École urbaine, Master in Governing the Large Metropolis
Workload : An Anglo-Saxon model will be used : students are expected to come to class prepared to discuss the required reading for that session and participate actively in class discussion. The readings are a mix of grey literature and case studies, augmented with theoretical materials. Students will be expected to collaborate in small groups to produce a case study for a simulation to be presented during the ﬁnal session.Students should attend all sessions, arrive at class on time and stay for the entire class, read all the assigned readings and come to class with comments and criticisms on the readings, consistently take an active part in class discussions. Pedagogical method : 4 sessions of 3 hours Course Description : The purpose of this workshop is to explore and discuss the policy challenge that urban areas face in terms of climate change and transport policy. Focusing on urban passenger transport, the course will attempt to unpack the drivers of the demand for transport and mobility service ; the economic, social and environmental impacts from the sector ; as well as the investment challenges and governance processes involved in inﬂuencing long-term mobility trends. Particular attention will be paid towards how local governments ﬁnance low-carbon and other forms of sustainable transport. Analysis will apply a multilevel governance institutional framework (national, regional, local) within which policy making occurs and the information needed for decision-making. Required reading : Kennedy, C., E. Miller, A. Shalaby, H. Maclean, and J. Coleman. “The Four Pillars of Sustainable Urban Transportation.” Transport Reviews 25, no. 4 (2005) : 393–414 ; NCE. The New Climate Economy - The Global Commission on the Economy and Climate. Chapter 2 – Cities ; Chapter 6 - Finance, (2014) ; Charbit, Claire. Governance of Public Policies in Decentralised Contexts : The Multi-level Approach. OECD Regional Development Working Papers. OECD, 2011 ; Cochran, Ian. Beyond Pricing Carbon : Increasing the Efﬁciency of Greenhouse gas mitigation through local policies – The Case of Urban Passenger Transport. PhD dissertation chapter (2012) ; Hooghe, L., and G. Marks (2003) “Unravelling the Central State, but How ? Types of Multilevel Governance”, American Political Science Review, vol. 97 (2003), no. 2, pp. 233-43.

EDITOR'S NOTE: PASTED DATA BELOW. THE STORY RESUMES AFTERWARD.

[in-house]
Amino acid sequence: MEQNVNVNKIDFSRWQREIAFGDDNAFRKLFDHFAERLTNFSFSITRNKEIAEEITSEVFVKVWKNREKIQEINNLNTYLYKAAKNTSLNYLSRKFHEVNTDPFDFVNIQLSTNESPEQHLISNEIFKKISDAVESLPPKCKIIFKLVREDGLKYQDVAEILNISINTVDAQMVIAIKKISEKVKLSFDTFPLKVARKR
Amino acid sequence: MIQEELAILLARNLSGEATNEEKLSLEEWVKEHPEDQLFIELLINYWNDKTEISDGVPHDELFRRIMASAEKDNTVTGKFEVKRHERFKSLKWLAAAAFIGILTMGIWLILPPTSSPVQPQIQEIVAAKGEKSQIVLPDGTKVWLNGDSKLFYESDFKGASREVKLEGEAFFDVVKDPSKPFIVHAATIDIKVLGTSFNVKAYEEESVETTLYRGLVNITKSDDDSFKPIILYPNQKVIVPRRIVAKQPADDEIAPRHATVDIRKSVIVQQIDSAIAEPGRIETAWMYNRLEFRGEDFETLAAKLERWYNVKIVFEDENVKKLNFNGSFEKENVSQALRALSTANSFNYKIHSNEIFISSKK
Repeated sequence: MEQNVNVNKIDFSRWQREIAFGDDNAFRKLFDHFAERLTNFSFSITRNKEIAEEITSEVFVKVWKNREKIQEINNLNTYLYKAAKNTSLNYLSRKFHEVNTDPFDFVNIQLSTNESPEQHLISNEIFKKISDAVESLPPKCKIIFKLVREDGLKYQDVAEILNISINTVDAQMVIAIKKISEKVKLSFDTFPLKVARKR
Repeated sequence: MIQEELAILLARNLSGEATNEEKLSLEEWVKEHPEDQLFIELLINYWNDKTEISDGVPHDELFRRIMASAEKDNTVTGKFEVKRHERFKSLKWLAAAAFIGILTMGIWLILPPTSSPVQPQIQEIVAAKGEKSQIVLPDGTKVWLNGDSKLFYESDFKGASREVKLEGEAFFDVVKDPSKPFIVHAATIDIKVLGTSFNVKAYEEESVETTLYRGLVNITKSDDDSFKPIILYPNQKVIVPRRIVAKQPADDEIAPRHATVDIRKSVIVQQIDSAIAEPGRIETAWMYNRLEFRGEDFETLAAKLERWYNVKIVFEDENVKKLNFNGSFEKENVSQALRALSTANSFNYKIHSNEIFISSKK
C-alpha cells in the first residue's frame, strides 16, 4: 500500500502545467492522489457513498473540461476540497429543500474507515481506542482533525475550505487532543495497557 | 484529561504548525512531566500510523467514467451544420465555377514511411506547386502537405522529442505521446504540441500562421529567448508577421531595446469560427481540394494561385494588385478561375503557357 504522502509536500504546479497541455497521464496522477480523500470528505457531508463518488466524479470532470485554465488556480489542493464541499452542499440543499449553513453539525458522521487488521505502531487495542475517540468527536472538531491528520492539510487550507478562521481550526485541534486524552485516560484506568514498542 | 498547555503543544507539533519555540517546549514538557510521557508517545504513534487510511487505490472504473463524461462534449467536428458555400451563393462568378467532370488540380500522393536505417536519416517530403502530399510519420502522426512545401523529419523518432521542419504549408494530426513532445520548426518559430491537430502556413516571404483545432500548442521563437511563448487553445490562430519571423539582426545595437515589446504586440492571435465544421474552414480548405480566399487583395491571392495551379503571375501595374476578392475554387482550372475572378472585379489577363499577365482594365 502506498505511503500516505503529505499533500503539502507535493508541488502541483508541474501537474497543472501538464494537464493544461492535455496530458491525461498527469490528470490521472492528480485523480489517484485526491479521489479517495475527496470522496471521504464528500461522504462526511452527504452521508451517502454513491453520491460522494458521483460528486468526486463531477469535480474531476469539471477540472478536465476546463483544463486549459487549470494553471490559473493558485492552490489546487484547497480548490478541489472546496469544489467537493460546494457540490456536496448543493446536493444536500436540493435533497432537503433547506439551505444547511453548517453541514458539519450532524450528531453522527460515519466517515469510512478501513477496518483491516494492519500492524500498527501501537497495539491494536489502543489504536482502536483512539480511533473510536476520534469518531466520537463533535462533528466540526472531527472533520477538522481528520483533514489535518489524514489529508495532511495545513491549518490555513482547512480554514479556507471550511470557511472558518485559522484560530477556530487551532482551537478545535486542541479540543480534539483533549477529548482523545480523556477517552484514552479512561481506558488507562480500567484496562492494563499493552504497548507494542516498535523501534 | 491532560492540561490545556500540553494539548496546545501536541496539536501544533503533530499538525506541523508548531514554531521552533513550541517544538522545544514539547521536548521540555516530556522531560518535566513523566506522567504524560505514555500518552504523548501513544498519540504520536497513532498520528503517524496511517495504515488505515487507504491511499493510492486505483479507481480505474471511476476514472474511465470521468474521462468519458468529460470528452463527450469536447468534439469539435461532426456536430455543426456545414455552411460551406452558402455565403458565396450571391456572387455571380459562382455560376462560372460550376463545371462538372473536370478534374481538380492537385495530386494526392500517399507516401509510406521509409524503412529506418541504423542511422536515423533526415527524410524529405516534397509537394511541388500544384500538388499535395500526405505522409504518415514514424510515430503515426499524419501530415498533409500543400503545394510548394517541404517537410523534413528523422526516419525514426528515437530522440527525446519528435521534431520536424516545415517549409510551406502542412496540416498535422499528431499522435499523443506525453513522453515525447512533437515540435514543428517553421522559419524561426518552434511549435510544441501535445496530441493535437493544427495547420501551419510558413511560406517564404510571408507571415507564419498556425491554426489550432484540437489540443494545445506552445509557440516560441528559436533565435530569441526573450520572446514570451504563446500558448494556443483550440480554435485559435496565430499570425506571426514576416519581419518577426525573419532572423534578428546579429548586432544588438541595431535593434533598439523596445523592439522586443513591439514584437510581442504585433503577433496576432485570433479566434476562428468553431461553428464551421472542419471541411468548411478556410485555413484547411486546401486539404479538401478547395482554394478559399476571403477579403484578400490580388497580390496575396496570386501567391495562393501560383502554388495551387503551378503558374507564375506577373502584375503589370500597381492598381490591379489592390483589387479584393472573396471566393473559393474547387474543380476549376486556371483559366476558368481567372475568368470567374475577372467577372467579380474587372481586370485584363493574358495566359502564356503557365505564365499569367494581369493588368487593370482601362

COMPARATIVE APPROACH TO FINANCING METROPOLITAN DEVELOPMENT
Semester : Autumn Number of hours : 12 Language of tuition : English
Teachers : Adam OSTRY (Project manager, Governance Reviews and Partnerships Division - OECD). Prerequisite : None. Pedagogical format : Workshop Course validation : In class value-added contribution to discussion/understanding of topics ; A short (750-1000 words) case study on a topic related to the workshop, of the student's choosing and agreed to by the facilitator, in essay format, that articulates a policy and/or governance challenge, describes the contextual factors inﬂuencing its resolution, and proposes options to address. Workload : 4 workshop sessions + preparatory work for workshop participation and case-study essay. Pedagogical method : 3 sessions of 4 hours. Participative workshop format. Course Description : The sessions will focus on the policy and governance arrangements that underpin the ﬁnancing of metropolitan development in large-scale urban areas. In particular, content will focus on the public-policy rationale driving urban development in these regions, the vertical (multilevel) and horizontal (inter-municipal) governance arrangements adopted by public-sector authorities in support of this development, how (and why) these arrangements evolved over time, the implication of civil-society organisations, including business, labour, academic and community groups, in metropolitan-development policy-setting and implementation and in ﬁnancing arrangements to support this development, and the public accountability and reporting arrangements adopted to measure performance against development o